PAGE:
Circle Status

Built with Phaser. Packaged with Cordova.

Background

Circle Status is an endless 2-dimensional "eating" game, inspired by the popular Fishy games. The goal of the game is to grow by collecting shapes with the same number of sides as you and avoiding those with a different number of sides.

We wanted to give the game some depth, so we based it on Edwin Abbott's Flatland universe. This is a favourite book of ours about a square living in a 2-dimensional plane who gets a visit from a 3-dimensional sphere. In Flatland, social status is determined by the number of sides on your body - the higher the number, the more power and prestige you have. Shapes with a lot of sides, who resembled circles, were at the top of the social ladder.

And that's where we come to our game, Circle Status! Starting out as a lowly triangle, you must eat shapes that look like you and climb the social ranks until you transform into a circle.

Circle Status is an HTML5 game, developed using Phaser 3 and packaged into a mobile game using Cordova. It is currently out on Google Play and the App Store. This blog will go over our learnings and present the different iterations we went through while developing this game.

Creating the polygons

The first thing we needed to figure out was a quick and consistent way to generate all of our polygons. Phaser has a Polygon game object, but we wanted to have more control over the look of the shapes. We ended up using Phaser's Graphics game object instead, which allows us to create objects based off of HTML canvas drawings. In order to draw the different polygons on the canvas, we used the following equation:

To unpack what this means: for a polygon with n sides, we can generate all of its vertices by plugging i = 0, i = 1, up to i = n - 1 into the equation above. Once we have all of the vertices, we simply connect the adjacent ones with a straight line.

You can visualize the equation in the following way. We know that a circle has 2π radians (or 360°). Based on that, we can say that each side of the polygon takes up 2π/n radians (or 360/n °) of the entire circle. If you start at 0 radians and move around the circle 2π/n radians at a time, you will trace out the polygon.

You can find a working example of the code here.

First iteration

This is what the first working version of the game looked like. Only the basic funtionality was setup. We had shapes randomly generating on the screen and are able to handle interactions between them using Phaser's Matter Collision methods. At this point, all we're doing is having the game reset when a user hits a 'bad' shape, and gradually increasing the opacity when a user hits a 'good' shape. When the user hits enough 'good' shapes, it levels up to the next polygon.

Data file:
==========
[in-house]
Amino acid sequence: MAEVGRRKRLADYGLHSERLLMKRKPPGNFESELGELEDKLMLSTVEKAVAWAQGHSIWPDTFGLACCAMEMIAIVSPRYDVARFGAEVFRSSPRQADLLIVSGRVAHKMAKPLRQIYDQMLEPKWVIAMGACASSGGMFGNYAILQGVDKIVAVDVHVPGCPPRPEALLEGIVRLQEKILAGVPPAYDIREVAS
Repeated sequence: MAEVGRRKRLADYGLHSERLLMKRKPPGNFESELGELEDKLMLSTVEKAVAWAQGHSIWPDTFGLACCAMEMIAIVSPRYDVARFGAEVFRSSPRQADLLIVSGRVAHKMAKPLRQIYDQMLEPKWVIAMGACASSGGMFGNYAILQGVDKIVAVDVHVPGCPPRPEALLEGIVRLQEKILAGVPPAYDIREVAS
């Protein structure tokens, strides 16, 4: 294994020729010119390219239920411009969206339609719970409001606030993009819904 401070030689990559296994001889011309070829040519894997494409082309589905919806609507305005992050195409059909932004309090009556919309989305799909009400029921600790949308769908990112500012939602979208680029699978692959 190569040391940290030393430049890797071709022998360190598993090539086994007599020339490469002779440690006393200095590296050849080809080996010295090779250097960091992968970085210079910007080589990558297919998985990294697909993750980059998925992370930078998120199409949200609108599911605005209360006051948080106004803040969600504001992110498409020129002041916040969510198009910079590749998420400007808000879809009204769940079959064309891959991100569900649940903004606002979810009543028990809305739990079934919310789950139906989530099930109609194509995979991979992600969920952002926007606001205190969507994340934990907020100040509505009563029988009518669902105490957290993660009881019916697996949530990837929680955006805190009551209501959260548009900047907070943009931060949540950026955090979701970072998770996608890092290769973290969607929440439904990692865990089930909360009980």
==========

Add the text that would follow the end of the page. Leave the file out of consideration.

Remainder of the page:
One of the most important parts we had to figure out was how the player's movement would work. We knew we wanted the player to be fixed in the centre of the screen with an endless playing field. To achieve this, we chose to have the player stay still and make the enemies and the background move in the opposite direction of the player.

We also wanted to make this game optimized for both mobile and computer use, so we setup two forms of movement. You can use the arrow keys on your computer or drag your mouse (or finger on a mobile screen).

Movement

Below are code samples of how we handled the dragging movement behaviour. We start by storing the coordinates from the pointerdown event. Then, depending on the direction and how far they drag their finger from that point during the pointermove event, we set a new direction and new speed to the background and enemy shapes.

function handleMovementFromPointer(\$this) {
moveArea.on('pointerdown', event => {
origin = {x: event.x, y: event.y};

\$this.input.on('pointermove', event => {
currentPosition = {x: event.x, y: event.y};

speed = {
x: currentPosition.x - origin.x,
y: currentPosition.y - origin.y
};
});
}, \$this);
}

function moveBackgroundAndEnemies() {
background.tilePositionX += speed.x;
background.tilePositionY += speed.y;

enemyGroup.children.iterate(enemy => {
enemy.x -= speed.x;
enemy.y -= speed.y;
});
}

Second iteration

One of the highlights from going from Phaser 2 to Phaser 3 was having the Matter physics engine integrated into Phaser. It allows customization of the physical properties on each of your objects, such as setting the friction, gravity, force, or velocity. We had a lot of fun playing around with it and started thinking of ways we could really utilize it for future games.